What is Indigestion?

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Indigestion, also called dyspepsia, is a term used to describe a feeling of fullness during a meal, uncomfortable fullness after a meal, and burning or pain in the upper abdomen.

Indigestion can be caused by a condition in the digestive tract such as gastroesophageal reflux disease (GERD), peptic ulcer disease, or cancer. If the condition improves then the symptoms of indigestion usually diminish.

Sometimes, however, a cause can't be found when a person experiences indigestion.

This type of indigestion is called functional dyspepsia, and is thought to occur in the area where the stomach meets the small intestine. The indigestion may be caused by a motility in the stomach muscle as it digests and moves food into the small intestine.

Symptoms of Indigestion

Most people with indigestion can have one or more of the following symptoms:

  • Feeling full during a meal. The person feels overly full soon after the meal starts and cannot finish the meal.
  • Feeling overly full after a meal. The person feels overly full after a meal. t may feel like the food is just sitting there in the stomach and is digesting slowly.
  • Chest pain. Pain in the area of the upper abdomen immediately below the ribs. This pain may be mild but it can also become to severe.
  • Burning sensation in the chest. This burning can occur in the same area as the pain, and can be mild to severe.

There are some symptoms that may occur that, but are less likely.

These can be:

  • Bloating
  • Nausea
  • A feeling of tightness in the stomach

The above symptoms are not always an indication of indigestion. Other conditions, such as cancer, ruptured aortic aneurysm, or heart attack, may cause some of these symptoms, especially if the symptom is severe. If there is any doubt or concern over the cause of these symptoms, you should seek medical attention immediately.

How is indigestion treated?

Some people may experience relief from symptoms of indigestion by

  • Don't eat big meals.Instead, eat several small, low-fat meals throughout the day at a slow pace
  • refraining from smoking
  • Cut down on caffeine. This means abstaining from consuming coffee and carbonated beverages
  • Watch the alcohol intake. Alcohol can trigger indigestion and heartburn
  • Stop using medications that may irritate the stomach lining. These include aspirin and anti-inflammatory drugs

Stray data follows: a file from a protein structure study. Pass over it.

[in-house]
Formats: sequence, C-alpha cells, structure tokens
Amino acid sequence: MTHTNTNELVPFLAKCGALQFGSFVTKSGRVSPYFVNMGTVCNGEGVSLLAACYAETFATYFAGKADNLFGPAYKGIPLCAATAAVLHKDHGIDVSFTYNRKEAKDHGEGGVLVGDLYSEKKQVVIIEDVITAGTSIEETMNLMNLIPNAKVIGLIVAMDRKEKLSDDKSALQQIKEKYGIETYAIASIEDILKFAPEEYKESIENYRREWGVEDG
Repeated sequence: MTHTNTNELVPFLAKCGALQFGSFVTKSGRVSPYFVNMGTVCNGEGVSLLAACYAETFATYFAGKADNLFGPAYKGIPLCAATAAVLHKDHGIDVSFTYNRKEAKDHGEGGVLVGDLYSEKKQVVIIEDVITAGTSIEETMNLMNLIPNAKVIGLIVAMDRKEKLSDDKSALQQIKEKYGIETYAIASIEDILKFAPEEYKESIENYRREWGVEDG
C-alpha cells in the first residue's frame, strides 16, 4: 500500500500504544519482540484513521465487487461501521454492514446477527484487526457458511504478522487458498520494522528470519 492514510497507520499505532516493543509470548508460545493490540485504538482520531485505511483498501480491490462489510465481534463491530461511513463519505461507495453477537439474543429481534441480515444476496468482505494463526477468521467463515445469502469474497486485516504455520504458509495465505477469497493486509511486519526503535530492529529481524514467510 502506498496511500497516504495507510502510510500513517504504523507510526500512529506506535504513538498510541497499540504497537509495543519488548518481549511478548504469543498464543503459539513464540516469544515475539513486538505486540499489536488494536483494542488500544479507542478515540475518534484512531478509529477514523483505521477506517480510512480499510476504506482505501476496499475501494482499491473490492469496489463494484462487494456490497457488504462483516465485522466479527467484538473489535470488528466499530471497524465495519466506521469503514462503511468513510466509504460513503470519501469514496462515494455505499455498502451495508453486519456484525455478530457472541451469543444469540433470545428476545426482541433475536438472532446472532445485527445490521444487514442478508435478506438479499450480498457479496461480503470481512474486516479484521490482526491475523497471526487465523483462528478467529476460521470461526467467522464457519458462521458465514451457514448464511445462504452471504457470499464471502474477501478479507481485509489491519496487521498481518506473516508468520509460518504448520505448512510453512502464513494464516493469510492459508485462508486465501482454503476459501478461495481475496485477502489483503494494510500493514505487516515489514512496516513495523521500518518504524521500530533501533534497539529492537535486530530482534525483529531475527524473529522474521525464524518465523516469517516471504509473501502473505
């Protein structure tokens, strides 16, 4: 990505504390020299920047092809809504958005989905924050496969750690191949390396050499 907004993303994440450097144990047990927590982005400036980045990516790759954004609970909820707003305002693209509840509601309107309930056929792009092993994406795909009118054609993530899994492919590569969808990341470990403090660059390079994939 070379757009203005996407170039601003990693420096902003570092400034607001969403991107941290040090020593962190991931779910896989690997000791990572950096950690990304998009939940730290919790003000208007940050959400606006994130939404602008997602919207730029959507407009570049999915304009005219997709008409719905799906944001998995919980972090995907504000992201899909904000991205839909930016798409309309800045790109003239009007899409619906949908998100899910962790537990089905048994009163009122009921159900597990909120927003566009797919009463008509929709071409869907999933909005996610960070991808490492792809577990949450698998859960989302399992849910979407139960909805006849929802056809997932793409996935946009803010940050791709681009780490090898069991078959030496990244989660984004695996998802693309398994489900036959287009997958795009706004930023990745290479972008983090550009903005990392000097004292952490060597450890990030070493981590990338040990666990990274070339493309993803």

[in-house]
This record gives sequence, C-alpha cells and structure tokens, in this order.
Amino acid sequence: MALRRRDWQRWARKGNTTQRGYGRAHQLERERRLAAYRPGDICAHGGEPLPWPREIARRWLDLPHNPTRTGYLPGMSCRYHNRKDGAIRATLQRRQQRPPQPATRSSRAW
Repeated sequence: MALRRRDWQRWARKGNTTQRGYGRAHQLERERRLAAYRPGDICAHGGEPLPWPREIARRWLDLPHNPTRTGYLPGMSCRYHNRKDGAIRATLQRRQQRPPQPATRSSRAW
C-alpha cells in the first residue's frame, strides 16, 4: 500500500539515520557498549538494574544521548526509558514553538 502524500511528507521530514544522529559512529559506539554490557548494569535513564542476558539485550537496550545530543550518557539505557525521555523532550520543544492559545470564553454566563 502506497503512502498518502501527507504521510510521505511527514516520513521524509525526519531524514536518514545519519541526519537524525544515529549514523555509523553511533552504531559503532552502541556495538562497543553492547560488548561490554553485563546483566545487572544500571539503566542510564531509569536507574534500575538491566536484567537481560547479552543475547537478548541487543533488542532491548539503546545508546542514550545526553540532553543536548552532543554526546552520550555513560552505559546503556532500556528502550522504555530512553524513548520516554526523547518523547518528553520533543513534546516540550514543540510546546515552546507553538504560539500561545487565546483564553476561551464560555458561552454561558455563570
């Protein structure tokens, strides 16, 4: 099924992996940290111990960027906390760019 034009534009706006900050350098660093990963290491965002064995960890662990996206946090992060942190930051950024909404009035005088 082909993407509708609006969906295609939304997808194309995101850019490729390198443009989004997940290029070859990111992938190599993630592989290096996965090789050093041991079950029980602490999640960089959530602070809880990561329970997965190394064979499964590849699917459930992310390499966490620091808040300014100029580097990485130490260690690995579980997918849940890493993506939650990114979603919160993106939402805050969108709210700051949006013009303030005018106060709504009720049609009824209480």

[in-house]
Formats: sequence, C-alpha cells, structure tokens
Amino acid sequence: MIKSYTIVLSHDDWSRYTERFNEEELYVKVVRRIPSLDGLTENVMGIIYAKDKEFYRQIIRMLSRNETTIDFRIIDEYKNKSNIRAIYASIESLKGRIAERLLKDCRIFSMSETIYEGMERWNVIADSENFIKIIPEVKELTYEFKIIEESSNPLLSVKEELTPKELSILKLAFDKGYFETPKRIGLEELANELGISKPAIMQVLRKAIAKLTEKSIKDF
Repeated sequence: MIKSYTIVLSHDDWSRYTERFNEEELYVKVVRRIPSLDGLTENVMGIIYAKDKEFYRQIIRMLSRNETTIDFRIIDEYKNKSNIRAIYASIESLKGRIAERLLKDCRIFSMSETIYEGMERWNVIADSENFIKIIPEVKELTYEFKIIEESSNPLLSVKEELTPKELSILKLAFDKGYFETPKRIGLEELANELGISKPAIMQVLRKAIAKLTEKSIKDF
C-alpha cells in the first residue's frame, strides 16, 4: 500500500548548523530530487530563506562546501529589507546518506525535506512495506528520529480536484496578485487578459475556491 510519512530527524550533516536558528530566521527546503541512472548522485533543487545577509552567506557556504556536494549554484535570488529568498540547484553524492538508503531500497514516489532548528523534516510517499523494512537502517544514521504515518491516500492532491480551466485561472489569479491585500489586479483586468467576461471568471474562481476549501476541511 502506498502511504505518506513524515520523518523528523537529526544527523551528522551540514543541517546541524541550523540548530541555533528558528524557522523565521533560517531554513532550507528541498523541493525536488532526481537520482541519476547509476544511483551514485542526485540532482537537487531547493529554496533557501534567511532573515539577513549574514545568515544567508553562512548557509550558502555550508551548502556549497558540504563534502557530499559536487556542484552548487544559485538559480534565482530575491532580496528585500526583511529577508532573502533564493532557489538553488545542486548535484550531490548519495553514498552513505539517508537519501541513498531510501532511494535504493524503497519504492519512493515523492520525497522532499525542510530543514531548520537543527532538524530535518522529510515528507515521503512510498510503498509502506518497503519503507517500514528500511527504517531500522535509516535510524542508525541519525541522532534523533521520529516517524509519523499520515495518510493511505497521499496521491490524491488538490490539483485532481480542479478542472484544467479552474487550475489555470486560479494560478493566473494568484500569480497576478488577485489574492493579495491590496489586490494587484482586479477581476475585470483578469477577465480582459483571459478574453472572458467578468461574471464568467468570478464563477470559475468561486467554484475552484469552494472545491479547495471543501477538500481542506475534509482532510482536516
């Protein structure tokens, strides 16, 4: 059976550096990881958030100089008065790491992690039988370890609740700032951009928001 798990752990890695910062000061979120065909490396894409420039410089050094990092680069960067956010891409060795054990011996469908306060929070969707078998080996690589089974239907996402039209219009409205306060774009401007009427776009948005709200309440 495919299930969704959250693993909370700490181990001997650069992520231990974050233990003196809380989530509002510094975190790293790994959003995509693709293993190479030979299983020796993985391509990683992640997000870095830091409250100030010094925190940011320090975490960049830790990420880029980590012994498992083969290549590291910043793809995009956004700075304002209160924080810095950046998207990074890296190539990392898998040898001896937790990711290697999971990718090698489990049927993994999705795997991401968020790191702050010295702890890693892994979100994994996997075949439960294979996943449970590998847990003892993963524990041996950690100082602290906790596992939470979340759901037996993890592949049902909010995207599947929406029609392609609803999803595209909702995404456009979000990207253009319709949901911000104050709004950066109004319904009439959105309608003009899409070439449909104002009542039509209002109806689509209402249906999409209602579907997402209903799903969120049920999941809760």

The doctor may recommend over-the-counter antacids or medications that reduce acid production or help the stomach move food more quickly into the small intestine. Many of these medications can be purchased without a prescription. Nonprescription medications should only be used at the dose and for the length of time recommended on the label unless advised differently by a doctor. Informing the doctor when starting a new medication is important.

Antacids. When used properly, antacids are useful in relieving the occasional heartburn and indigestion.

The active ingredient in antacids neutralizes stomach acid, which is what is causing the pain. However, it is much better if you prevent the heartburn from occuring in the first place, rather than treating the heartburn after it happens.

Examples of Antacids:

H2 receptor antagonists (H2 blockers) They work longer than but not as quickly as antacids. Side effects of H2 blockers may include headache, nausea, vomiting, constipation, diarrhea, and unusual bleeding or bruising.

Examples of H2 blockers:

Proton pump inhibitors (PPIs) PPIs, which are stronger than H2 blockers, also treat indigestion symptoms by reducing stomach acid. PPIs are most effective in treating symptoms of indigestion in people who also have GERD. Side effects of PPIs may include back pain, aching, cough, headache, dizziness, abdominal pain, gas, nausea, vomiting, constipation, and diarrhea.

Examples of PPIs:



How to Stop Heartburn</i>. Publisher: John Wiley & Sons, 0. Print.

Magee, Elaine. Tell Me What to Eat If I Have Acid Reflux Nutrition You Can Live with. Franklin Lakes, NJ: New Page, 2002. Print.

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